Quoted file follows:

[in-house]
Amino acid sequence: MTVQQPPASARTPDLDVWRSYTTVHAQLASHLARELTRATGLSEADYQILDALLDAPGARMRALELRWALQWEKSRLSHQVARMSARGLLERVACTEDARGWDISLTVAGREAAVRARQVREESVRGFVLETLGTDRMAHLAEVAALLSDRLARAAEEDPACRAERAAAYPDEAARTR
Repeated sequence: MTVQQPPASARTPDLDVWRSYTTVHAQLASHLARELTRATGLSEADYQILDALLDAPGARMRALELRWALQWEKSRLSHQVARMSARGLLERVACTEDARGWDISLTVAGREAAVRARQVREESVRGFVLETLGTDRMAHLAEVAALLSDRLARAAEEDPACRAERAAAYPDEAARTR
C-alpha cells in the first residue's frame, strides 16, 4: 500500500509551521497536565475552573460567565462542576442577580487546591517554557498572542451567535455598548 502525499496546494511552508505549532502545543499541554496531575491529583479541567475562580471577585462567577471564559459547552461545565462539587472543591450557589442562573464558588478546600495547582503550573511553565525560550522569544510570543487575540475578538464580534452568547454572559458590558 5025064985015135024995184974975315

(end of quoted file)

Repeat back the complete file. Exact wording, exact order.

[in-house]
Amino acid sequence: MTVQQPPASARTPDLDVWRSYTTVHAQLASHLARELTRATGLSEADYQILDALLDAPGARMRALELRWALQWEKSRLSHQVARMSARGLLERVACTEDARGWDISLTVAGREAAVRARQVREESVRGFVLETLGTDRMAHLAEVAALLSDRLARAAEEDPACRAERAAAYPDEAARTR
Repeated sequence: MTVQQPPASARTPDLDVWRSYTTVHAQLASHLARELTRATGLSEADYQILDALLDAPGARMRALELRWALQWEKSRLSHQVARMSARGLLERVACTEDARGWDISLTVAGREAAVRARQVREESVRGFVLETLGTDRMAHLAEVAALLSDRLARAAEEDPACRAERAAAYPDEAARTR
C-alpha cells in the first residue's frame, strides 16, 4: 500500500509551521497536565475552573460567565462542576442577580487546591517554557498572542451567535455598548 502525499496546494511552508505549532502545543499541554496531575491529583479541567475562580471577585462567577471564559459547552461545565462539587472543591450557589442562573464558588478546600495547582503550573511553565525560550522569544510570543487575540475578538464580534452568547454572559458590558 5025064985015135024995184974975315